Cluster pair prepare for higher things
19 July 2000Things are looking up for the first pair of Cluster spacecraft as theygradually move further and further from the Earth.So far, the spacecraft have successfully completed three of the four mainengine burns required to raise the apogee (highest point) of their orbits.
The second of these apogee raising manoeuvres took place yesterday morning - at 10.34 CEST by FM 6 (Salsa) and at 10.38 by FM 7 (Samba). Each lasted for approximately 10 minutes.
"The commands for the manoeuvre were stored on board and the manoeuvre itself took place during a period not covered by ground station visibility," explained Alberto Gianolio, Cluster Deputy Project Manager. "Subsequent acquisition of both satellites at exactly the expected orbital position confirmed the successful execution and high accuracy of the onboard propulsion system."
As a result, the orbits of the FM 6 (Salsa) and FM 7 (Samba) spacecraft were altered to 250 x 35,000 km, while their inclination of 64.9 degrees to the equator remained unchanged.
"The spacecraft were so close together that we were able to track both of them in one radio beam from the ground station at Kiruna (Sweden), " said Sandro Matussi, Cluster Spacecraft Operations Manager at the European Space Operations Centre (ESOC) in Darmstadt, Germany.
The third apogee raising manoeuvre was completed earlier today, with engine ignition beginning at 07.08 CEST for FM 6 (Salsa) and at 07.15 for FM 7 (Samba).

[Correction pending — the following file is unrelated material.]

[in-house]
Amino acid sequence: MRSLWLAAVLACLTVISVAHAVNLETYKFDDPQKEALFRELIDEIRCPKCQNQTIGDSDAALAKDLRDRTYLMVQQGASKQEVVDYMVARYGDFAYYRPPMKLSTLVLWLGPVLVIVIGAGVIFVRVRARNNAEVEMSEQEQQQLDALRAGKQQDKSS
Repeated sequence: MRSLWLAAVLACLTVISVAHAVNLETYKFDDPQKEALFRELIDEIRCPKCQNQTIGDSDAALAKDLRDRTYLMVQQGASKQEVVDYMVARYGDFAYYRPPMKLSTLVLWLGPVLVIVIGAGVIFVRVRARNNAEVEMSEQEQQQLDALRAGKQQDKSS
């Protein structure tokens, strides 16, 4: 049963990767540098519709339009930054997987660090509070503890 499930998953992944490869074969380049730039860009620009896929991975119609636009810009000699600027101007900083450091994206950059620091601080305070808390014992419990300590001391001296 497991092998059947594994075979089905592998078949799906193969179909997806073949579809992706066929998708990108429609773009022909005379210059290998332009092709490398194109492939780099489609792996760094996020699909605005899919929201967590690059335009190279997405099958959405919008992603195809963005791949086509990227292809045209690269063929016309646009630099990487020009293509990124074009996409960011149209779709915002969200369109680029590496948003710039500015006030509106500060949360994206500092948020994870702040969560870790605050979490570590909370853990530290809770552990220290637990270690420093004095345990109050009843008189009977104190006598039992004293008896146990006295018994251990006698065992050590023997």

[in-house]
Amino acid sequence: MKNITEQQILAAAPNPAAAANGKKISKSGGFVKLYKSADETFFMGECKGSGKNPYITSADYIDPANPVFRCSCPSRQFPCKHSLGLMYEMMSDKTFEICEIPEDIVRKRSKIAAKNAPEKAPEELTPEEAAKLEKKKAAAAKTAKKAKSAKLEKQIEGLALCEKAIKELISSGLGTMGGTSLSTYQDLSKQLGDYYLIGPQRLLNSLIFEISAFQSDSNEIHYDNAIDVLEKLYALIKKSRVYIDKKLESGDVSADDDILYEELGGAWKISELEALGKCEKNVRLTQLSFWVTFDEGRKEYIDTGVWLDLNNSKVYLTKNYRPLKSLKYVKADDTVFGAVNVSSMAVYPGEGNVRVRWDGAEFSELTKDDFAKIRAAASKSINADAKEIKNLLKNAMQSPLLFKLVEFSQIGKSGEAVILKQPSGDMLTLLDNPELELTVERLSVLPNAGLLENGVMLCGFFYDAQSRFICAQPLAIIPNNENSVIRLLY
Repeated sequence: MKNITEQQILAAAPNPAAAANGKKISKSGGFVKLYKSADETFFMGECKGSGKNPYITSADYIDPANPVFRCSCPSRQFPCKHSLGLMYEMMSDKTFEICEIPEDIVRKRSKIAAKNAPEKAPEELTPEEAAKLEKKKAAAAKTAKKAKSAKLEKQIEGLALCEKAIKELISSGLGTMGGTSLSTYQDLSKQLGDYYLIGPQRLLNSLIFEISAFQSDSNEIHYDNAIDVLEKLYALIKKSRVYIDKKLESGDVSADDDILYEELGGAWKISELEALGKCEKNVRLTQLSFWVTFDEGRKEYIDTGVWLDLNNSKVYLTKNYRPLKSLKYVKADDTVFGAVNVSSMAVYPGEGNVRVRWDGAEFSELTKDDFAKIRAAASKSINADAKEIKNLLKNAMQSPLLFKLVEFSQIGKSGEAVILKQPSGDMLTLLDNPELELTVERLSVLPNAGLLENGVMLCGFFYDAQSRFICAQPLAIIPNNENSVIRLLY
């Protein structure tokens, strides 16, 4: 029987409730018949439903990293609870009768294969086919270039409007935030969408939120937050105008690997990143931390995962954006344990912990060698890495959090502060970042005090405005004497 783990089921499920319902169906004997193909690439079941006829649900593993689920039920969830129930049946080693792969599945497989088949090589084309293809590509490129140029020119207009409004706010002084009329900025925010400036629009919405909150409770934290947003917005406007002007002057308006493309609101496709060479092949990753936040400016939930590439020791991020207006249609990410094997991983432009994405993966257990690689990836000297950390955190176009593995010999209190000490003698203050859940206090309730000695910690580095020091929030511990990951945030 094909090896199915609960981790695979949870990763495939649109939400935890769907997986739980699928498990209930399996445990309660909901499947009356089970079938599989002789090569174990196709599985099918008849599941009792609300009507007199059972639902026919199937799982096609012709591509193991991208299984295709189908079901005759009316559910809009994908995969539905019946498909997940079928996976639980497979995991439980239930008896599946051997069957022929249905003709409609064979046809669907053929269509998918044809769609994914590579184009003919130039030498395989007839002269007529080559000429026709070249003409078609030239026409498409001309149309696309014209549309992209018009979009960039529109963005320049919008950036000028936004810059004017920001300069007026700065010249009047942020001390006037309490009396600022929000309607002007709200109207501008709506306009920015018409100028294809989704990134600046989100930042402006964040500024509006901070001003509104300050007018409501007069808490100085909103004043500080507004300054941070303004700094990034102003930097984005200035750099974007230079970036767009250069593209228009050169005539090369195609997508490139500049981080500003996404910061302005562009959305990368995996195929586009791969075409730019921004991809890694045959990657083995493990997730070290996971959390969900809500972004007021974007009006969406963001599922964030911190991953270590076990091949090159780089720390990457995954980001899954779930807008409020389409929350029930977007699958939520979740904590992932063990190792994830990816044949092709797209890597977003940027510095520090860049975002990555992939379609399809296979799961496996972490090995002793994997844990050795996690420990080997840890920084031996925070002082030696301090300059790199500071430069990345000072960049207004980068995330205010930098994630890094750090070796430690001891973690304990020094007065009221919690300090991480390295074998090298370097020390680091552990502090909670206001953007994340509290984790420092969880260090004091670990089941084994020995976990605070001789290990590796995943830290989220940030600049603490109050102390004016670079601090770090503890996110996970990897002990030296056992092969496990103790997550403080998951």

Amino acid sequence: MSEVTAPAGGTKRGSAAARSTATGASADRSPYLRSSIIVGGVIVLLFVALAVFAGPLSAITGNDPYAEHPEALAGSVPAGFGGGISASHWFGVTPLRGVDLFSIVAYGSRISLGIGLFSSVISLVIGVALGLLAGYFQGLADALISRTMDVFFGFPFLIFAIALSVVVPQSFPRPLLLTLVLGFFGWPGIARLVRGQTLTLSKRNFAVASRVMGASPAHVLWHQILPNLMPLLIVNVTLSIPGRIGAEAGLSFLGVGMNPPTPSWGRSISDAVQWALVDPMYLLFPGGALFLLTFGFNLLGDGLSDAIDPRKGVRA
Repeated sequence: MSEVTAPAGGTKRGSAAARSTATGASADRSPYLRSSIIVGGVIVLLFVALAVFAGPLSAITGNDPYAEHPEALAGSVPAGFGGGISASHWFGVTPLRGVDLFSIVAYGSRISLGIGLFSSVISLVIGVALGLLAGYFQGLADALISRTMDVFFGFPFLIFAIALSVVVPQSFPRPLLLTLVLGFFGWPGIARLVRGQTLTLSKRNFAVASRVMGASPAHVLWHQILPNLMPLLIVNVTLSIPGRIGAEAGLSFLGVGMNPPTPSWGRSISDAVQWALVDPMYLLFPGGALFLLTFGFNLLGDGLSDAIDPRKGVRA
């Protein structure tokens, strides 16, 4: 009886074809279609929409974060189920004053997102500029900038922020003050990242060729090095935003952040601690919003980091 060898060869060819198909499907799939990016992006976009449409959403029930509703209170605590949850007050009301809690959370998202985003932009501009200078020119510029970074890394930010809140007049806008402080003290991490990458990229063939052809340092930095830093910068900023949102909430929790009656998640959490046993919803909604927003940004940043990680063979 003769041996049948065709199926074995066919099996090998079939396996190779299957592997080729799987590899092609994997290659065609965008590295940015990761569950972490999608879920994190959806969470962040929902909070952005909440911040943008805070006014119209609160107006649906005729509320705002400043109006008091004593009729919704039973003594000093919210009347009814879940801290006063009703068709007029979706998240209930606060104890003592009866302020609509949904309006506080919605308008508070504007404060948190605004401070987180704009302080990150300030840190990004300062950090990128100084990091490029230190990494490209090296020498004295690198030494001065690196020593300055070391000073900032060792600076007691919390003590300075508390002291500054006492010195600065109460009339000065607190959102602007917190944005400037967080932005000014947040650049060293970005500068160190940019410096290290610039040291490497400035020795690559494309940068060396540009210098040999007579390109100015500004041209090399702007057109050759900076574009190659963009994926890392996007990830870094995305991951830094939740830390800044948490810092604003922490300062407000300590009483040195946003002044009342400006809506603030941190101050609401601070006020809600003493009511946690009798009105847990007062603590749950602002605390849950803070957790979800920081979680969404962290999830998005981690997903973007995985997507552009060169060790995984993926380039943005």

Once again, the engines performed perfectly for around 10 minutes, increasing the maximum distance from the Earth to 56,677 km for FM 6 (Salsa) and to 57,010 km for FM 7 (Samba).
"These orbits have an accuracy of 0.1%, which means they are extremely close to what we predicted," said Manfred Warhaut, Cluster Ground Segment Manager at ESOC.
The fourth burn needed to raise the spacecraft apogee will take place early on Thursday morning.
Once the attitude of each spacecraft is adjusted so that its main engine is pointing in the right direction, the fifth and final adjustment in this series of celestial pirouettes will take place around midnight on Thursday.
This major manoeuvre, which involves igniting the main engine for almost twice as long as on previous burns, will kick the satellites into highly elongated orbits of 19,000 x 119,000 km, inclined at 90 degrees to the equator.
The Cluster pair will then have reached their operational orbits, which will carry them over the Earth's poles and almost one third of the distance to the Moon.